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Harshita is a psychologist and works to support people with mental health issues, particularly adolescents who are survivors of violence. Associated with the Azadi Foundation in UP, Harshita became an MHM Fellow with YKA, with the aim of promoting better menstrual health.

Her campaign #MeriMarzi aims to promote menstrual health and wellness, hygiene and facilities for female sex workers in UP. She says, “Knowledge about natural body processes is a very basic human right. And for individuals whose occupation is providing sexual services, it becomes even more important.”

Meri Marzi aims to ensure sensitised, non-discriminatory health workers for the needs of female sex workers in the Suraksha Clinics under the UPSACS (Uttar Pradesh State AIDS Control Society) program by creating more dialogues and garnering public support for the cause of sex workers’ menstrual rights. The campaign will also ensure interventions with sex workers to clear misconceptions around overall hygiene management to ensure that results flow both ways.

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MH Fellow Sabna comes with significant experience working with a range of development issues. A co-founder of Project Sakhi Saheli, which aims to combat period poverty and break menstrual taboos, Sabna has, in the past, worked on the issue of menstruation in urban slums of Delhi with women and adolescent girls. She and her team also released MenstraBook, with menstrastories and organised Menstra Tlk in the Delhi School of Social Work to create more conversations on menstruation.

With YKA MHM Fellow Vineet, Sabna launched Menstratalk, a campaign that aims to put an end to period poverty and smash menstrual taboos in society. As a start, the campaign aims to begin conversations on menstrual health with five hundred adolescents and youth in Delhi through offline platforms, and through this community mobilise support to create Period Friendly Institutions out of educational institutes in the city.

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A student from Delhi School of Social work, Vineet is a part of Project Sakhi Saheli, an initiative by the students of Delhi school of Social Work to create awareness on Menstrual Health and combat Period Poverty. Along with MHM Action Fellow Sabna, Vineet launched Menstratalk, a campaign that aims to put an end to period poverty and smash menstrual taboos in society.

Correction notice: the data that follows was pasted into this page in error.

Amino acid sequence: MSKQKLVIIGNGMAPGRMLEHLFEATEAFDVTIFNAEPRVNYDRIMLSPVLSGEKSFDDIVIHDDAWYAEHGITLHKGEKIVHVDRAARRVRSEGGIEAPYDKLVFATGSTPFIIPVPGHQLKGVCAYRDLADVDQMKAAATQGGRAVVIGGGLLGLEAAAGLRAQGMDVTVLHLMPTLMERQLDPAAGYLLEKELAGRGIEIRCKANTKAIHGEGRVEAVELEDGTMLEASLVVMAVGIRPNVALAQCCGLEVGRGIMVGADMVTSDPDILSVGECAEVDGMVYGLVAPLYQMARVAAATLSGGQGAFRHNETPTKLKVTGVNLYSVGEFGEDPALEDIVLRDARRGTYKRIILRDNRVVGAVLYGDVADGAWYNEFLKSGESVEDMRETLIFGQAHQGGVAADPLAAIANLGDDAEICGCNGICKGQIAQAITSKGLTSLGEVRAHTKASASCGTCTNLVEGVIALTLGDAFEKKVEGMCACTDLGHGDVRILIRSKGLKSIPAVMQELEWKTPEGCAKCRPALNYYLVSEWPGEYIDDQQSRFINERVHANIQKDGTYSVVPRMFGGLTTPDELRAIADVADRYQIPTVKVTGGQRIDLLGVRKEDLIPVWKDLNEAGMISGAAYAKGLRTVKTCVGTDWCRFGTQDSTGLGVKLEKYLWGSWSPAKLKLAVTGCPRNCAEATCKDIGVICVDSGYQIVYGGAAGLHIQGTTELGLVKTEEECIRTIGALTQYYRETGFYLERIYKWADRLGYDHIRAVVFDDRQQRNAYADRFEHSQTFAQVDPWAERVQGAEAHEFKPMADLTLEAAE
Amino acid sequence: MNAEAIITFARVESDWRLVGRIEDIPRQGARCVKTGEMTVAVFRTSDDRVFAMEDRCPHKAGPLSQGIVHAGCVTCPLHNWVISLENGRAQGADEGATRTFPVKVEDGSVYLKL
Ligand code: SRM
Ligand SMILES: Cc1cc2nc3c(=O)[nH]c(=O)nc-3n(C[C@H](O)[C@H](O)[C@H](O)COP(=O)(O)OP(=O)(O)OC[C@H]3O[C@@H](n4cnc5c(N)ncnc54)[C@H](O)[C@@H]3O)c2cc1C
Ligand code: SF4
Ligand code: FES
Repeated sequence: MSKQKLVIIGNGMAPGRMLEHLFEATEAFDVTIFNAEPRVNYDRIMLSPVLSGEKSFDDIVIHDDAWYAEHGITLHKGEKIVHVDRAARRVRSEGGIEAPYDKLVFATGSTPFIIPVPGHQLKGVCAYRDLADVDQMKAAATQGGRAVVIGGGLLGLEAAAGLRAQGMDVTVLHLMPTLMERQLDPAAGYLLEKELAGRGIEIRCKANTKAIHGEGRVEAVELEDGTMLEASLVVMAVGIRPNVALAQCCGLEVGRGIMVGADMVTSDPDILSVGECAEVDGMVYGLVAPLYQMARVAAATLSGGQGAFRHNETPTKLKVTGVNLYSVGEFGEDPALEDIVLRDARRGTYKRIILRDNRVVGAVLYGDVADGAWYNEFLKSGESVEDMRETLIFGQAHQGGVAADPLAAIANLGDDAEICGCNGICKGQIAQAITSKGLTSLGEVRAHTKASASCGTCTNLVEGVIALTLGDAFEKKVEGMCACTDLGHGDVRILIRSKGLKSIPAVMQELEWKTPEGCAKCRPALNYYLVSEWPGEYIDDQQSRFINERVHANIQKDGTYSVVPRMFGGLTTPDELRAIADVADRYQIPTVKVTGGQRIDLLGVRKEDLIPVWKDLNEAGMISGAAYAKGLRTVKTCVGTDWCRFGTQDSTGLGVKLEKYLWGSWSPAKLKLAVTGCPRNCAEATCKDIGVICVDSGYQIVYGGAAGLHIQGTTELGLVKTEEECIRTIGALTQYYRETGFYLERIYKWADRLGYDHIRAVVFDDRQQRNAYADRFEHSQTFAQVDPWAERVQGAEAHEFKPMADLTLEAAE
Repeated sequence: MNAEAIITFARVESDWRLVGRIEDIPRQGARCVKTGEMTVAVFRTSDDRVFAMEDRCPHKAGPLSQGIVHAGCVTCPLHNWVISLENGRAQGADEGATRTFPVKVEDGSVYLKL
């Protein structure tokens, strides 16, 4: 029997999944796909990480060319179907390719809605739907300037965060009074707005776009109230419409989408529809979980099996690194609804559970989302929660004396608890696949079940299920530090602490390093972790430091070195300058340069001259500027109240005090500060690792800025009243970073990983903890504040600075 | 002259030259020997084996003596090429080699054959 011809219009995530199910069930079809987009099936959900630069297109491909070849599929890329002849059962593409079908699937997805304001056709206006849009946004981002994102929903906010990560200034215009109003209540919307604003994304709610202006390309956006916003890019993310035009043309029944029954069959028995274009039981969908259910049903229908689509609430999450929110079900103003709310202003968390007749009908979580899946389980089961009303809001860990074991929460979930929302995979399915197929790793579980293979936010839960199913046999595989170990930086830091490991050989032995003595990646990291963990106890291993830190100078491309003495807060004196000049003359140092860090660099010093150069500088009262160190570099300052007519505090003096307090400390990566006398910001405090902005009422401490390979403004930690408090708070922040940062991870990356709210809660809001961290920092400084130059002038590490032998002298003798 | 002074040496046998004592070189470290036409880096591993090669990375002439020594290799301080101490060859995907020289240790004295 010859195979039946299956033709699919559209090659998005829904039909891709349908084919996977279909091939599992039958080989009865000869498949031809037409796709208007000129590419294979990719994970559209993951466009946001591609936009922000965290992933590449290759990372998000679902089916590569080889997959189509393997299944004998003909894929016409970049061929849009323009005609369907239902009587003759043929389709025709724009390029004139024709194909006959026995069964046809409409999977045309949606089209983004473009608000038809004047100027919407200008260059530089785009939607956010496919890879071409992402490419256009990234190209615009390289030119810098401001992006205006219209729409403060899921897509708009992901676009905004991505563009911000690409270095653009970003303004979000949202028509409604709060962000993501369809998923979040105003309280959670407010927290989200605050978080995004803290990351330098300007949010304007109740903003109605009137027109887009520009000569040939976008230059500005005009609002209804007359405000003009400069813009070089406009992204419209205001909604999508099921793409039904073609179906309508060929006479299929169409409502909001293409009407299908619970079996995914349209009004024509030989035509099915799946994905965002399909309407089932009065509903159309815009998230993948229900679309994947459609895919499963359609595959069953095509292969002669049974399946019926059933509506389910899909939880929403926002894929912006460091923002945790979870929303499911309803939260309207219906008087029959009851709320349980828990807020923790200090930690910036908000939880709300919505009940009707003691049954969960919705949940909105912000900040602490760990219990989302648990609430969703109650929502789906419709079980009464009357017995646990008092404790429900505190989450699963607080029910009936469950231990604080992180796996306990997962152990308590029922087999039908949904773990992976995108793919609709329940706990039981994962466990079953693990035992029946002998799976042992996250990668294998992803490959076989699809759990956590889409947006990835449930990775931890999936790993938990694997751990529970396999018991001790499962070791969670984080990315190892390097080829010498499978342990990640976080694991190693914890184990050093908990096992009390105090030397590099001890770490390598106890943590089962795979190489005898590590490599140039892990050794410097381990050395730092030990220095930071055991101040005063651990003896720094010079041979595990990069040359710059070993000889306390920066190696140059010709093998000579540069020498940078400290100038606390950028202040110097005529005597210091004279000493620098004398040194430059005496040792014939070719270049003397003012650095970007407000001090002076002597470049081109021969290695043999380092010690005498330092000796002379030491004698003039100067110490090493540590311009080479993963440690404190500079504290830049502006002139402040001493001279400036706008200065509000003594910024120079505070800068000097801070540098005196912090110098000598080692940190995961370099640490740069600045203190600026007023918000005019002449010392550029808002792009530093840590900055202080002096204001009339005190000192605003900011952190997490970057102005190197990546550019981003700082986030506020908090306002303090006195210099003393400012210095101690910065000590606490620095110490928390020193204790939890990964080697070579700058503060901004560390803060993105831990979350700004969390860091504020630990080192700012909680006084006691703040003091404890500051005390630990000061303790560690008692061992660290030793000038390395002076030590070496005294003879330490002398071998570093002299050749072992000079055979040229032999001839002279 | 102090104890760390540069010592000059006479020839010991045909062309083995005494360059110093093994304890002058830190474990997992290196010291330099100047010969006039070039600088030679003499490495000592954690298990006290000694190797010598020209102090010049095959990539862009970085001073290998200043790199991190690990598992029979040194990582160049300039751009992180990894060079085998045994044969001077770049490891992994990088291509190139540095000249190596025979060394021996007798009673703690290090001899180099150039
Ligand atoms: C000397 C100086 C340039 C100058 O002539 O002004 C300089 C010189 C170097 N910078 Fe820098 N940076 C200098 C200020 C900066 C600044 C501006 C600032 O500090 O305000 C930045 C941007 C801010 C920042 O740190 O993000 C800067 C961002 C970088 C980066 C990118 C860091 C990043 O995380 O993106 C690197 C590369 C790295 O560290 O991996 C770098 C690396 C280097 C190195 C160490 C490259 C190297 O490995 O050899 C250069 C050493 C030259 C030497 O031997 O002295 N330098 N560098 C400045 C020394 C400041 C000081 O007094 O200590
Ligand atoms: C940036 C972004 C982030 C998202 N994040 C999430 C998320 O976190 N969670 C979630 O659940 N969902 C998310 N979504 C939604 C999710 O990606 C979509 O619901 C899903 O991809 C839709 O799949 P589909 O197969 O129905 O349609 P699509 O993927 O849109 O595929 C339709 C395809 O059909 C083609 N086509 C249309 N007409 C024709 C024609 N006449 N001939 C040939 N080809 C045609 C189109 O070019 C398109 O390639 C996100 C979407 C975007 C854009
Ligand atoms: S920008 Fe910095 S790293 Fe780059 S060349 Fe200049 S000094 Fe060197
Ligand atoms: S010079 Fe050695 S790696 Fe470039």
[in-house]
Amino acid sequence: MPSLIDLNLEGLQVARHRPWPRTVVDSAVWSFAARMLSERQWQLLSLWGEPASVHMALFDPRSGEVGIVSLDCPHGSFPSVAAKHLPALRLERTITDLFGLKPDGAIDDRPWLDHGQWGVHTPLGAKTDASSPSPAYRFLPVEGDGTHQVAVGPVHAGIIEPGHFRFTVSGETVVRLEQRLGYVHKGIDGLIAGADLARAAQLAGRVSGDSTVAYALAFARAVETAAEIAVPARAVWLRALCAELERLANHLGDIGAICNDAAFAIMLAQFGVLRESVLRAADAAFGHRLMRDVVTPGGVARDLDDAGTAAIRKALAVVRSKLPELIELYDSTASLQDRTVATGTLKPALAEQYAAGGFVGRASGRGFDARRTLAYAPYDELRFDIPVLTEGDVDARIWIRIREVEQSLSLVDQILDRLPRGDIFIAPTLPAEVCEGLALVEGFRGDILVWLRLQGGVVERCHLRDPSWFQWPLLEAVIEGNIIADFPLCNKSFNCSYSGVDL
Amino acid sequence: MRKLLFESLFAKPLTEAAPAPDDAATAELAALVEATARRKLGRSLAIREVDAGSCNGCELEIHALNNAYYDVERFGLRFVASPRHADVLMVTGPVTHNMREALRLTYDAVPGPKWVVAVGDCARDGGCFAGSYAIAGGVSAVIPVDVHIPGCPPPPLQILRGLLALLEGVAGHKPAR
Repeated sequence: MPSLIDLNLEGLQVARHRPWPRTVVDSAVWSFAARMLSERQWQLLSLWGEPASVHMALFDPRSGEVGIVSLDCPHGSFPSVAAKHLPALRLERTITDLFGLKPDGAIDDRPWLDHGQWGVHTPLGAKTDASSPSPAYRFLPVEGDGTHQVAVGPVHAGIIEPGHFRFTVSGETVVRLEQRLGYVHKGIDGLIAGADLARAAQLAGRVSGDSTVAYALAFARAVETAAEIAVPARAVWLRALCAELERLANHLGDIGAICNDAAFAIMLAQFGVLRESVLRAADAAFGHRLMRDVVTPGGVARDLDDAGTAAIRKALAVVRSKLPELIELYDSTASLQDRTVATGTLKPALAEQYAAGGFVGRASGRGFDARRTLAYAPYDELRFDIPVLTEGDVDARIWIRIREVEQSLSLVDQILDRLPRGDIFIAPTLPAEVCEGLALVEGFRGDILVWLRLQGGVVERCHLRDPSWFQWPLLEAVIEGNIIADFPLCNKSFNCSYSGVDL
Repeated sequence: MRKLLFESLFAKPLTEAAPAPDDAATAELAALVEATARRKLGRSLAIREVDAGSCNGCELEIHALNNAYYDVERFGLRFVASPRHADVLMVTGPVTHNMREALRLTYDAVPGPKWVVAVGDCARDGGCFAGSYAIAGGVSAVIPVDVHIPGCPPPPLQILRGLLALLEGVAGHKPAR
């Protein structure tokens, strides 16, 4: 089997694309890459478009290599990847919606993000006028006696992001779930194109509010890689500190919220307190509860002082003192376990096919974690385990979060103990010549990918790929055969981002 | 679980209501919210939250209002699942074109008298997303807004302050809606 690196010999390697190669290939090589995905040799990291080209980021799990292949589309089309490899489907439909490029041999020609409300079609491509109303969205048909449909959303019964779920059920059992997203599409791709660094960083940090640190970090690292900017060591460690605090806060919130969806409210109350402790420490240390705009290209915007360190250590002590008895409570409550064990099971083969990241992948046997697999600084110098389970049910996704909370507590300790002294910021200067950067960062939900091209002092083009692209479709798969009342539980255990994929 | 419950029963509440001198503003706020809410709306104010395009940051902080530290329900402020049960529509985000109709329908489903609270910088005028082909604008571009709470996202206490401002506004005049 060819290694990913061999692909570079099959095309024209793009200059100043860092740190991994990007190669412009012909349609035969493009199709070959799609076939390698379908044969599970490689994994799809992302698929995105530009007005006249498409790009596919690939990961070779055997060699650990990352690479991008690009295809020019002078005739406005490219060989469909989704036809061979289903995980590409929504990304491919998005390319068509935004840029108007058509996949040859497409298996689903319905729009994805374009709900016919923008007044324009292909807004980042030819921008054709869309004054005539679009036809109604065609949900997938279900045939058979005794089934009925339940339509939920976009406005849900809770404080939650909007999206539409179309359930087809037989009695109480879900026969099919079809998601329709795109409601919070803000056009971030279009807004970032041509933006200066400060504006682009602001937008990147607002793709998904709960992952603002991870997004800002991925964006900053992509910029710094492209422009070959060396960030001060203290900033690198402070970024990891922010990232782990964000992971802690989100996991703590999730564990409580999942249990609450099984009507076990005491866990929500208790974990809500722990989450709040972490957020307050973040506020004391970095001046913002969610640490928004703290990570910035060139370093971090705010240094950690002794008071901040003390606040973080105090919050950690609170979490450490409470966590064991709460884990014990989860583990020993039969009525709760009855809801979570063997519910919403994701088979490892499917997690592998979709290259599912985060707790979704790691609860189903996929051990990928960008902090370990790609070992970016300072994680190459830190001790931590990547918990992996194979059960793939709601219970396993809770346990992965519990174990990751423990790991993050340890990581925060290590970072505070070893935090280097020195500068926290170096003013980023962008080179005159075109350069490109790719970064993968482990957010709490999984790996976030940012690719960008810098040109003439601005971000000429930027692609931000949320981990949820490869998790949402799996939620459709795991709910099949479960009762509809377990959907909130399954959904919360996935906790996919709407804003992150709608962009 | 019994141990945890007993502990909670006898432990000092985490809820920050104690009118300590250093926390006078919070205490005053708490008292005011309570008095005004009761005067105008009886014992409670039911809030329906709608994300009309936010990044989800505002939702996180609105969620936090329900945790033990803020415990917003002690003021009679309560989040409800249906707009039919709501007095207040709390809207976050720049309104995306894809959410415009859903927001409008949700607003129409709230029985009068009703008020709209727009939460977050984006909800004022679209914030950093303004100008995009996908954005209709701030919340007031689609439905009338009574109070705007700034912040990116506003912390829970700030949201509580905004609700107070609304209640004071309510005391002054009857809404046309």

As a start, the campaign aims to begin conversations on menstrual health with five hundred adolescents and youth in Delhi through offline platforms, and through this community mobilise support to create Period Friendly Institutions out of educational institutes in the city.

Find out more about the campaign here.

A native of Bhagalpur district – Bihar, Shalini Jha believes in equal rights for all genders and wants to work for a gender-equal and just society. In the past she’s had a year-long association as a community leader with Haiyya: Organise for Action’s Health Over Stigma campaign. She’s pursuing a Master’s in Literature with Ambedkar University, Delhi and as an MHM Fellow with YKA, recently launched ‘Project अल्हड़ (Alharh)’.

She says, “Bihar is ranked the lowest in India’s SDG Index 2019 for India. Hygienic and comfortable menstruation is a basic human right and sustainable development cannot be ensured if menstruators are deprived of their basic rights.” Project अल्हड़ (Alharh) aims to create a robust sensitised community in Bhagalpur to collectively spread awareness, break the taboo, debunk myths and initiate fearless conversations around menstruation. The campaign aims to reach at least 6000 adolescent girls from government and private schools in Baghalpur district in 2020.

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A psychologist and co-founder of a mental health NGO called Customize Cognition, Ritika forayed into the space of menstrual health and hygiene, sexual and reproductive healthcare and rights and gender equality as an MHM Fellow with YKA. She says, “The experience of working on MHM/SRHR and gender equality has been an enriching and eye-opening experience. I have learned what’s beneath the surface of the issue, be it awareness, lack of resources or disregard for trans men, who also menstruate.”